Business and Policy Leader Events

NYU Stern, The Economist and Launch Global Issues in Campaign '08 Series

On November 12, 2007 Thomas F. Cooley, Dean of the NYU Stern School of Business; Amity Schlaes, Senior Fellow for Economic History at the Council on Foreign Relations; and Matthew Bishop, Editor and New York Bureau Chief at the Economist debated global trade issues as they relate to the 2008 American Presidential election. The discussion, moderated by Robert McMahon, Deputy Editor of, was attended by nearly 400 business practitioners and NYU Stern students and alumni, and the greater NYU community.

While the discussants were in agreement that global trade is beneficial to the U.S. economy, they addressed why the general population continues to be pessimistic about globalization, and offered some reason for why the candidates have not made this issue a priority in their campaigns, and why they should.

In opening the discussion, McMahon asked why there is so much gloom in the economy, and why trade is being perceived as part of the problem. Dean Cooley responded, "We are seeing some of the dark side of globalization and trade in a very real way with regard to poison-tainted Chinese toys. Why is it politically popular to jump on this issue rather than stand up and talk about the incredible benefits for free trade? Because it's very easy to concentrate on who loses from trade, such as those who have lost jobs because of NAFTA, and it is very difficult to pinpoint who the many beneficiaries are."

Schlaes believes the problem lies in Americans' view of entitlement which is being expressed as concern about trade. "If we look away and just be protectionist, maybe we can guard this old social contract. That is the subtext in the protectionist rhetoric, and you will see it especially in Hillary Clinton when she uses the word "safe". Safe, in "Clintonese", means a safe social contract."

Both Schlaes and Dean Cooley expressed disbelief that politicians and especially corporations, most of which benefit from free trade, haven't stood up more forcefully on this issue. "McCain, who advocates for free trade, Giuliani, Fred Thompson - you would at least expect them to stand up. But it's also really surprising that American corporate leaders have not stood up more for free trade," said Dean Cooley.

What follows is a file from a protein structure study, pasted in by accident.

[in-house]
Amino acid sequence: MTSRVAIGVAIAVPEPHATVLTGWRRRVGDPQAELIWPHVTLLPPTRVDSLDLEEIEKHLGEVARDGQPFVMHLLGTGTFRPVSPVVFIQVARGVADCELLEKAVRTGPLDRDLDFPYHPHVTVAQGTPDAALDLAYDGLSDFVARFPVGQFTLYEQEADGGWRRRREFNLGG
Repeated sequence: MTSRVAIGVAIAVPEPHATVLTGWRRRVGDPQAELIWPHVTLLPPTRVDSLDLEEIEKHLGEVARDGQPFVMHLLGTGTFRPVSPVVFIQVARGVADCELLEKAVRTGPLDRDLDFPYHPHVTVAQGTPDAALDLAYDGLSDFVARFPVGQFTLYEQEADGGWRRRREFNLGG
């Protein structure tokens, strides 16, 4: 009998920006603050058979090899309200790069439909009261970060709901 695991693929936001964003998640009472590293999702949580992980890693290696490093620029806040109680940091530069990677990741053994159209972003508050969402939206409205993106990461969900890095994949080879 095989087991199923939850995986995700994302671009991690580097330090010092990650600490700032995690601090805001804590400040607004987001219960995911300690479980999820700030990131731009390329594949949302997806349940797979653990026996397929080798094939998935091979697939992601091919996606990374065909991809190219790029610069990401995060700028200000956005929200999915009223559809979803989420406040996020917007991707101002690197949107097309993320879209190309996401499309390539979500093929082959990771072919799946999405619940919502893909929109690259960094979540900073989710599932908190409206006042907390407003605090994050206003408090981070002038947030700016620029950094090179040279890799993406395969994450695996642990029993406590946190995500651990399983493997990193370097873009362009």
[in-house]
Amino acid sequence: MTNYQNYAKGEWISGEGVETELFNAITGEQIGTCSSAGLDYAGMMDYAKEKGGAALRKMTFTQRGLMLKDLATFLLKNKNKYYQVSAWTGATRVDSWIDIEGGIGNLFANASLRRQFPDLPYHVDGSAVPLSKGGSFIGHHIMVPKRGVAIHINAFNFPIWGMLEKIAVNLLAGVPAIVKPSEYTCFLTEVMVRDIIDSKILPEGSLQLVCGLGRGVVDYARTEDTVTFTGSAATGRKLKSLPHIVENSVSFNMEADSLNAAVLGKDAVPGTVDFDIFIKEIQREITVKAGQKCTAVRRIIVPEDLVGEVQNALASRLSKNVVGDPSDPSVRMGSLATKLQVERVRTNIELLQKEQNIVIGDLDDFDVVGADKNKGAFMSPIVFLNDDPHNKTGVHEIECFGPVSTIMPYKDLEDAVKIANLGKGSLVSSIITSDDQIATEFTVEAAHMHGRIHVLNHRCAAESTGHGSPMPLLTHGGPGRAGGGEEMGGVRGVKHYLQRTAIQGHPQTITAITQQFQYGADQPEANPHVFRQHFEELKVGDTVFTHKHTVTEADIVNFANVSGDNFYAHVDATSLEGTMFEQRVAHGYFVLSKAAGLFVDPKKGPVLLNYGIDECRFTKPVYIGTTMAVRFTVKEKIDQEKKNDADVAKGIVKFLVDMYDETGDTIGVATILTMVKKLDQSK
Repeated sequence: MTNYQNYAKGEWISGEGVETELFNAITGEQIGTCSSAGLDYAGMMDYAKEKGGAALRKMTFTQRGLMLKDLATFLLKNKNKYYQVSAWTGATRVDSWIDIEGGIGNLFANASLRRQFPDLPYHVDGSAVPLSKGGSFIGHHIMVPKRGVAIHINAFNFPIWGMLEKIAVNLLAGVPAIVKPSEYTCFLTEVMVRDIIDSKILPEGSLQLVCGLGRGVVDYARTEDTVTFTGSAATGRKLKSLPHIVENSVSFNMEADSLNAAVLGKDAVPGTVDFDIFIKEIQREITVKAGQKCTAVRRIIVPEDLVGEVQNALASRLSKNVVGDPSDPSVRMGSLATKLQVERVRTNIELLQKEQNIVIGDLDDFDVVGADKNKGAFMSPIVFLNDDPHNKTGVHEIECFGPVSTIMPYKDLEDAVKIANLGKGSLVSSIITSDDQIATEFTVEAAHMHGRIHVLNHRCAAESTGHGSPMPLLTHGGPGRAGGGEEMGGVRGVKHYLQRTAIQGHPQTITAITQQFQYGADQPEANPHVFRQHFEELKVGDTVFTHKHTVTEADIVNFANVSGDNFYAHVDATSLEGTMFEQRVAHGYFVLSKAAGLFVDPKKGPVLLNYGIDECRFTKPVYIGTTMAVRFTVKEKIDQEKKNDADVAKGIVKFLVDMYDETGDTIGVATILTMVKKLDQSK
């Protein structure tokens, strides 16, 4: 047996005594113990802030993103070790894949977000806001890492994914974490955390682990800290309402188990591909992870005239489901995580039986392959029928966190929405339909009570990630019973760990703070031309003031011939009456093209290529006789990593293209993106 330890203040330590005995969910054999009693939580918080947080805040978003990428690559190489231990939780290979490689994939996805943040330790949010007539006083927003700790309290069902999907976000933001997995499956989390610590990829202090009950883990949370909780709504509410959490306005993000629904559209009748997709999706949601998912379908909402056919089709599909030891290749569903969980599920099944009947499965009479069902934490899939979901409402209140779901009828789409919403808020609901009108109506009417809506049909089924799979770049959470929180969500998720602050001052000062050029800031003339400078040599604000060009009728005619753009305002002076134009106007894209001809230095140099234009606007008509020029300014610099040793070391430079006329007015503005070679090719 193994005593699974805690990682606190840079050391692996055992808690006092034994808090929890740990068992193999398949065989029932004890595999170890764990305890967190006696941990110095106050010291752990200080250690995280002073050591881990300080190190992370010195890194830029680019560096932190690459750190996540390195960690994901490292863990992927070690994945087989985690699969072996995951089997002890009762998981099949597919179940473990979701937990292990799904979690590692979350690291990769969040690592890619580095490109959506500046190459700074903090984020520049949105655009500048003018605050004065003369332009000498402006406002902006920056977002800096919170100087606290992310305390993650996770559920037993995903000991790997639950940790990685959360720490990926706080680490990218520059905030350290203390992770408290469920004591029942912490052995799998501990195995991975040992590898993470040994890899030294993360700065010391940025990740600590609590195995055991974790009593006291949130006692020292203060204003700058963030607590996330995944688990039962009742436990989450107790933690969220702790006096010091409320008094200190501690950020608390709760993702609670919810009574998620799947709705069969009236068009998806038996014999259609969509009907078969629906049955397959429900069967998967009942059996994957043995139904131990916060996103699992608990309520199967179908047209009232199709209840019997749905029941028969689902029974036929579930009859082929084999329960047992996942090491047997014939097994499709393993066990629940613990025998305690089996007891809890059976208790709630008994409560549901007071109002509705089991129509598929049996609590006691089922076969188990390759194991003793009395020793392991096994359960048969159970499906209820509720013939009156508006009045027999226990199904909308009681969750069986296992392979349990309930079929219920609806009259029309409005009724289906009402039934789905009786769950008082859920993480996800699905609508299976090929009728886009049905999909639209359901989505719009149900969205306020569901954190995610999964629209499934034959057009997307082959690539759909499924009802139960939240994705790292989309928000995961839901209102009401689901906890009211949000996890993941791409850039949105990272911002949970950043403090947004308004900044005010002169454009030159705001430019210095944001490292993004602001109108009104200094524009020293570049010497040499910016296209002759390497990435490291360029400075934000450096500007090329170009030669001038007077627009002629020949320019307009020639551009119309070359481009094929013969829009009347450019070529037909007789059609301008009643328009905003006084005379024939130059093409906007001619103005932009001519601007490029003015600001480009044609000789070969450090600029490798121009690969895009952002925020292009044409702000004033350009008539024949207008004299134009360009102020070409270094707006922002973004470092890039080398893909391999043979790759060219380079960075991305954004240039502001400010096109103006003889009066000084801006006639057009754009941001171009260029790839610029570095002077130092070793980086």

On Clinton's attitude toward free trade, Bishop questions whether once in office she would revert to the attitude toward free trade that her husband took, which was "remarkably positive". "I think most people believe she understands the economics of free trade and may find reason to embrace it more aggressively in office," said Bishop.

The discussants agreed that unless there is a significant financial meltdown in the U.S., trade will not be a headline issue in any of the candidates' platforms, because the general population is more concerned about the war, healthcare and retirement security.

Why should the American public get behind free trade? Bishop summed it up best when he spoke of how America benefits from free trade, "America is playing globalization better than any other country in the world. Its companies are the most innovative in the world, leading the profit-making from manufacturing outsourcing in China, as well as the business process outsourcing in India. In fact, as we know from trade, even domestic services in not very human-capital-intensive jobs have become more valuable in a booming economy." And while the sub-prime turmoil has dominated headlines, "a good percentage of the people who own houses now and who are going to keep their houses through this current crunch, would not have had access to mortgages and would not have had the ability to live in their own homes 10 years ago. America is doing fantastically well as an economy because of free trade."

McMahon opened the discussion to audience questions which touched on whether the U.S. could use globalization and free trade as a way to spread Western ideals as soft power, what kind of trade adjustment programs should be instated specifically to help people mitigate the losses of jobs from trade and how the panelists would evaluate the current administration from an economic perspective.

View the global trade event in its entirety

The second panel in the Global Issues in Campaign '08 series, "Energy and the Environment", will be held at NYU Stern on December 3, 2007. To RSVP for this event, visit